For many, traveling by bicycle is the opposite of the contemporary trend of rapid, fly-in, fly-out travel. In fact, it is extremely difficult to imagine a greater way to discover a nation than by bicycle, quietly riding through the countryside as it unfolds before you. Cycling allows you time to appreciate your surroundings, separates you from other tourists, and, maybe best of all, is environmentally friendly, causing no damage to the environment you’ve gone to see. The major attraction of a bicycle is that it resembles a very efficient form of walking in its purest form. Whether you are an enthusiast looking at the latest cycling odds, or just looking for new routes to cycle, here are some of the best cycling routes in the world.
Simply take the bicycle, jump on, and peddle fast – to the store, the bar, or wherever the destination may be. Nevertheless, some riders enjoy more exciting journeys. Possibly even picturesque, isolated, and arduous. Here are five incredible journeys from across the globe that might take anything from a day to many months to accomplish.
La Farola (the lighthouse road), one of Cuba’s seven contemporary technical wonders, connects the beach hamlet of Cajobabo on the dry Caribbean coast to Baracoa, the country’s charming oldest city.
The 34-mile-long (55-kilometer-long) route passes the steep-sided Sierra del Puril, winding precipitously through a vista of granite cliffs and pine-scented forest before abruptly plunging into the lush tropical beauty of the Atlantic coastline.
It gives riders a typical Tour de France-style test with steep ascents, exhilarating descents, and generally smooth roads. La Farola begins 200 kilometers (124 miles) east of Santiago de Cuba and is thus best included in a larger Cuban cycling tour. You might also hire a cab to transport you to the starting location.
The 800 kilometers (500 miles) between Lhasa and the Nepalese border may or may not be the most beautiful trek in the world, depending on your tolerance for high-altitude desolation.
It is the tallest.
The route includes three road crossings over 5,000 meters, with the highest point being the 5,220-meter-high Gyatso La mountain pass, where on a clear day, one may get a sight of Everest in the distance. This is not suitable for everyone. The distance between communities necessitates meticulous planning, and in addition, the political climate in Tibet may make travel problematic.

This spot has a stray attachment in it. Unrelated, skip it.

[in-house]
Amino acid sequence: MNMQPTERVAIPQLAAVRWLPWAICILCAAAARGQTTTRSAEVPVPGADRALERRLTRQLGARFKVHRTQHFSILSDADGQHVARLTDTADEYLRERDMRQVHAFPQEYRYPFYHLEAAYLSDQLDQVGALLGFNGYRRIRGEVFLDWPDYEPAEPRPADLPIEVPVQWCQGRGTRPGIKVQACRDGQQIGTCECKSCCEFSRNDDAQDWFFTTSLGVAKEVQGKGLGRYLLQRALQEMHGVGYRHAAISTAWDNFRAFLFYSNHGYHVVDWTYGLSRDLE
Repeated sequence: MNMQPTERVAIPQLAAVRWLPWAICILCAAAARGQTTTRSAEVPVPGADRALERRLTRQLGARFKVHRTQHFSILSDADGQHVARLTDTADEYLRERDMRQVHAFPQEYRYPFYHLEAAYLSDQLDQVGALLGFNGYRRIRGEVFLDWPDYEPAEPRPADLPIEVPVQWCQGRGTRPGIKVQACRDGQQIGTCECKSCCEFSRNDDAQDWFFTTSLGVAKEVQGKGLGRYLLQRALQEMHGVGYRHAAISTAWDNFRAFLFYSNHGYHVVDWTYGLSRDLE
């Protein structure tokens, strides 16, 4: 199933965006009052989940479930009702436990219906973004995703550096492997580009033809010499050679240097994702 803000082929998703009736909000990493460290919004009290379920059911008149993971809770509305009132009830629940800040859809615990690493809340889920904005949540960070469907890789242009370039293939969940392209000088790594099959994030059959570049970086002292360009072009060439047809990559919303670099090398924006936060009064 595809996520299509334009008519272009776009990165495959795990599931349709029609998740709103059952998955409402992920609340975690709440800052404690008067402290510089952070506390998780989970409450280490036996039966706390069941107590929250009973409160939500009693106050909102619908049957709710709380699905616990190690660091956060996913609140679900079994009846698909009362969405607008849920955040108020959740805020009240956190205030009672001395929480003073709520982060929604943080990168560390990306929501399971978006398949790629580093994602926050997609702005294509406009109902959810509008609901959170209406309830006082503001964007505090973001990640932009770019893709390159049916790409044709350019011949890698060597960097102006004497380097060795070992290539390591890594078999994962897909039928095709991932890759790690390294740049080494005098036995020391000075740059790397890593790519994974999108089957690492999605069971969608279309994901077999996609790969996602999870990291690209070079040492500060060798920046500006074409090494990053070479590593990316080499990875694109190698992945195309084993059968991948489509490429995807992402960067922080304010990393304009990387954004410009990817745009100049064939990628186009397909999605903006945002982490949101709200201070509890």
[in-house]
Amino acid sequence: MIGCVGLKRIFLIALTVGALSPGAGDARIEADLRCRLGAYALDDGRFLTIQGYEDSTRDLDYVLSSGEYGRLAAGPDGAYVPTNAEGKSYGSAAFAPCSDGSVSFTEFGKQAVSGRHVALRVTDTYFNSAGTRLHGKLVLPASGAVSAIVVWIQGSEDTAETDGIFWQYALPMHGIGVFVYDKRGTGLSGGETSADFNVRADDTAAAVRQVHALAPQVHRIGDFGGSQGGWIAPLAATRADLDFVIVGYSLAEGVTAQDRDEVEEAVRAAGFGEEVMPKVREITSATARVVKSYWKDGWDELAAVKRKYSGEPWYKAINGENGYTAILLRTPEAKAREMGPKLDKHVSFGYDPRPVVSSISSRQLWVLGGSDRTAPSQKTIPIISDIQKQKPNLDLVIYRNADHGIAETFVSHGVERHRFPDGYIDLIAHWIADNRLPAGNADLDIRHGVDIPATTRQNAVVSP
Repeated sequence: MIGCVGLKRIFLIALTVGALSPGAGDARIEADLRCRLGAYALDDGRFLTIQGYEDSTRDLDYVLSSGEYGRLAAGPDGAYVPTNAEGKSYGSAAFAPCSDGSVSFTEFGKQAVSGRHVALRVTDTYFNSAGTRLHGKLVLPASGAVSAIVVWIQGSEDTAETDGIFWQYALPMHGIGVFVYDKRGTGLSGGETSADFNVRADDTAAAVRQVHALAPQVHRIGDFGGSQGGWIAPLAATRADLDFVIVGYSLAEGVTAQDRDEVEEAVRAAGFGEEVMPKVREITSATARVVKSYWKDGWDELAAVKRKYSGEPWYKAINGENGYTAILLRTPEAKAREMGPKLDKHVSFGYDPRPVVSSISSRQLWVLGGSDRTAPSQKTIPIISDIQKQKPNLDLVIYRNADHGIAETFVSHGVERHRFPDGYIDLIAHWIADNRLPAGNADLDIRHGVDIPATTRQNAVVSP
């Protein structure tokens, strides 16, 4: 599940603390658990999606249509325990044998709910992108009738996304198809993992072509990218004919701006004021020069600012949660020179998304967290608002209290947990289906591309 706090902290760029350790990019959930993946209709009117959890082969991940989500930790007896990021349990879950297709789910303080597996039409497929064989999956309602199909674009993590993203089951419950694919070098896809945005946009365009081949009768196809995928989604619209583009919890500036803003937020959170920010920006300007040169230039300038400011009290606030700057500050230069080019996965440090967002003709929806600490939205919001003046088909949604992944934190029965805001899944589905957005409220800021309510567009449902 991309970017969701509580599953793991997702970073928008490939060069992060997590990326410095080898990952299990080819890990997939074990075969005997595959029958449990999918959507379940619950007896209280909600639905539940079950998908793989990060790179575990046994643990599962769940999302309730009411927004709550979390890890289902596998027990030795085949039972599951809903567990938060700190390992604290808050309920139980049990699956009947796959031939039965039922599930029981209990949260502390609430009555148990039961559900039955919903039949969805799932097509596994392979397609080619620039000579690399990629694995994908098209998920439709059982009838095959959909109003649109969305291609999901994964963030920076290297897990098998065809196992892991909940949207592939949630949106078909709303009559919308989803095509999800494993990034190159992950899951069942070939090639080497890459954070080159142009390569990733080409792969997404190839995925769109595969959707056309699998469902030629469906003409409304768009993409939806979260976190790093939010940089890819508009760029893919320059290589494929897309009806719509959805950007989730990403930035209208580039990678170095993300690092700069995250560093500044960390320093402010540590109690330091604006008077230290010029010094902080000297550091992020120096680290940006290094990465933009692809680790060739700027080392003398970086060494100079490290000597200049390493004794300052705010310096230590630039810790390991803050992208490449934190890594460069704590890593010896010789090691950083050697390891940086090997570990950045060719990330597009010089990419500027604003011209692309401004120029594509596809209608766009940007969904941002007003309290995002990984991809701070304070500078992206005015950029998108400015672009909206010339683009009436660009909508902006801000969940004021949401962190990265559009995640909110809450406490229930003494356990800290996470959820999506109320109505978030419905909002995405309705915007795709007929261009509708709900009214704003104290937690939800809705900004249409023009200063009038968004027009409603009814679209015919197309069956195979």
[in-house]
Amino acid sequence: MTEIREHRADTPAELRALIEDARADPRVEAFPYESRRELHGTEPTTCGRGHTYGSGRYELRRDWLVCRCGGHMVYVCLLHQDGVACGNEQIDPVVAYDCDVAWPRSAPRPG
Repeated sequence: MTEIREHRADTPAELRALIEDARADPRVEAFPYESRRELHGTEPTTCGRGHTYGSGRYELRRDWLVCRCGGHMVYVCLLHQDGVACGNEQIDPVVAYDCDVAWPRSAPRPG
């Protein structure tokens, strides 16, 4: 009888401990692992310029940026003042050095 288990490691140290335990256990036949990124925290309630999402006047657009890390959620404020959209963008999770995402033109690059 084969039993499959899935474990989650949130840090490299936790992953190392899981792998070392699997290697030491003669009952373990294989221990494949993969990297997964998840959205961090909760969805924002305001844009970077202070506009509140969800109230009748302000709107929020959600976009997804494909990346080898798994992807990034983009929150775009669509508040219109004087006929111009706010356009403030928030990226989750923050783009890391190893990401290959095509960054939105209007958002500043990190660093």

From the religious and cultural splendors of Lhasa and Gyantse to the prayer flag-draped summit of the Gampa La mountain pass, with Yamdrok Yumtso flaming in the valley below, this remains one of the world’s most authentic experiences.
The trail ends with a 3,500-meter descent down the Tibetan plateau on muddy hairpins, which is perhaps the longest plummet in the biking world.
La Ruta de los Conquistadores
This 270-kilometer off-road journey through Costa Rica is shorter than the Friendship Highway but probably no easier.
This route from the Pacific to the Caribbean includes mud roads, jungle, coffee farms, and an extinct volcano. In November, as part of the annual mountain bike race from which the trip derives its name, it may be completed in three days. Those who are not in a hurry may spend as much time as they want, whenever they want, retracing the itinerary of the title’s primary conquistador, the sixteenth-century Spanish conqueror Juan de Cavallon.
In an area about the size of Switzerland, Costa Rica has a great array of natural wonders, with nearly a quarter of the territory constituting a national park; La Ruta provides a fair sample of this.
Another epic is set in Western Australia, one of the most remote regions on earth. At least with the Munda Biddi, route organizers may be on the side of the cyclist. Slightly.
Munda Biddi, which means “way through the forest” in the local indigenous language, is a newly finished 960-kilometer (596-mile) off-road route through the wooded wilderness that goes from near the state capital, Perth, to Albany in the extreme southwest.
Less-ambitious hikers may traverse shorter, less arduous parts in a single day or more, and the official website provides information on the sometimes muddy path conditions. Anyone making the whole trek would be prudent to avoid the peak of summer’s heat and arrive well-prepared. However, every 30 kilometers or so between cities, there are approved campsites with sleeping huts and a water supply.
North Sea Cycle
The NSCR, also known by the somewhat less dramatic term Euro Velo Route 12, is a nightmare for Euroskeptics, an EU-funded epic spanning eight nations that promise to be the world’s longest signed bike route.
It stretches from the northern border of Scotland’s Shetland Islands along the shores of Britain, France, Belgium, the Netherlands, Germany, Denmark, Sweden, and Norway for over 6,000 kilometers (3,728 miles).
It goes without saying that nobody needs to attempt the whole thing, although inevitably, a surprising number of people do. Mostly throughout a succession of summers. The hottest place on this trip is probably somewhere around Ostend on the Belgian coast, but it is not suitable for the winter.
The most daring Dutch riders populate the official NSCR website with obscure advice on how to get Danish krone while entering the country and how to transport themselves and their bicycle across the seas.